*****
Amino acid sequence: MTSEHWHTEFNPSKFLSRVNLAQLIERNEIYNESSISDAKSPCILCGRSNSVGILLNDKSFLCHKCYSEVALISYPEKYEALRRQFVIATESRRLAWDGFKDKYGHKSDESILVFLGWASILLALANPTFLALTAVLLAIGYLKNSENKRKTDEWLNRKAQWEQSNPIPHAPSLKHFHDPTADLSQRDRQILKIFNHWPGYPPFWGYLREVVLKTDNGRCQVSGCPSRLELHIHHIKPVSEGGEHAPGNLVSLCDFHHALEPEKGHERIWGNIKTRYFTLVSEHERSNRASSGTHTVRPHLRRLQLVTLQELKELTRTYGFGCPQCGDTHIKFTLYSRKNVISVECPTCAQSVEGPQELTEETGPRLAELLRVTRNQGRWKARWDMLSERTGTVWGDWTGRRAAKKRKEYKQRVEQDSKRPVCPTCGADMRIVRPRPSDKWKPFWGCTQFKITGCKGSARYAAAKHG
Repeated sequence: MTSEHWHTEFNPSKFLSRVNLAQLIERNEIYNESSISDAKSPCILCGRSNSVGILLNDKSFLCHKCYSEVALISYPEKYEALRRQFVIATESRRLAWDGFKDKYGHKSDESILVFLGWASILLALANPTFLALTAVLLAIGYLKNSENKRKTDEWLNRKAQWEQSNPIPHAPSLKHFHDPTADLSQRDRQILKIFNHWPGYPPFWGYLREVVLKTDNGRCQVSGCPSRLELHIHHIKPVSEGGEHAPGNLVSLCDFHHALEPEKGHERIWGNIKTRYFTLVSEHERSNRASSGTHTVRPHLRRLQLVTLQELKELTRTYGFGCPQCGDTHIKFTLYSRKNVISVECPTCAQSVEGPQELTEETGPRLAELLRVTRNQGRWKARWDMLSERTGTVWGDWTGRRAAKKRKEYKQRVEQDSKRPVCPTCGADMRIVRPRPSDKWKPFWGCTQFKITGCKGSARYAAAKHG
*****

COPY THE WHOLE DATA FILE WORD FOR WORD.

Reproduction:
Amino acid sequence: MTSEHWHTEFNPSKFLSRVNLAQLIERNEIYNESSISDAKSPCILCGRSNSVGILLNDKSFLCHKCYSEVALISYPEKYEALRRQFVIATESRRLAWDGFKDKYGHKSDESILVFLGWASILLALANPTFLALTAVLLAIGYLKNSENKRKTDEWLNRKAQWEQSNPIPHAPSLKHFHDPTADLSQRDRQILKIFNHWPGYPPFWGYLREVVLKTDNGRCQVSGCPSRLELHIHHIKPVSEGGEHAPGNLVSLCDFHHALEPEKGHERIWGNIKTRYFTLVSEHERSNRASSGTHTVRPHLRRLQLVTLQELKELTRTYGFGCPQCGDTHIKFTLYSRKNVISVECPTCAQSVEGPQELTEETGPRLAELLRVTRNQGRWKARWDMLSERTGTVWGDWTGRRAAKKRKEYKQRVEQDSKRPVCPTCGADMRIVRPRPSDKWKPFWGCTQFKITGCKGSARYAAAKHG
Repeated sequence: MTSEHWHTEFNPSKFLSRVNLAQLIERNEIYNESSISDAKSPCILCGRSNSVGILLNDKSFLCHKCYSEVALISYPEKYEALRRQFVIATESRRLAWDGFKDKYGHKSDESILVFLGWASILLALANPTFLALTAVLLAIGYLKNSENKRKTDEWLNRKAQWEQSNPIPHAPSLKHFHDPTADLSQRDRQILKIFNHWPGYPPFWGYLREVVLKTDNGRCQVSGCPSRLELHIHHIKPVSEGGEHAPGNLVSLCDFHHALEPEKGHERIWGNIKTRYFTLVSEHERSNRASSGTHTVRPHLRRLQLVTLQELKELTRTYGFGCPQCGDTHIKFTLYSRKNVISVECPTCAQSVEGPQELTEETGPRLAELLRVTRNQGRWKARWDMLSERTGTVWGDWTGRRAAKKRKEYKQRVEQDSKRPVCPTCGADMRIVRPRPSDKWKPFWGCTQFKITGCKGSARYAAAKHG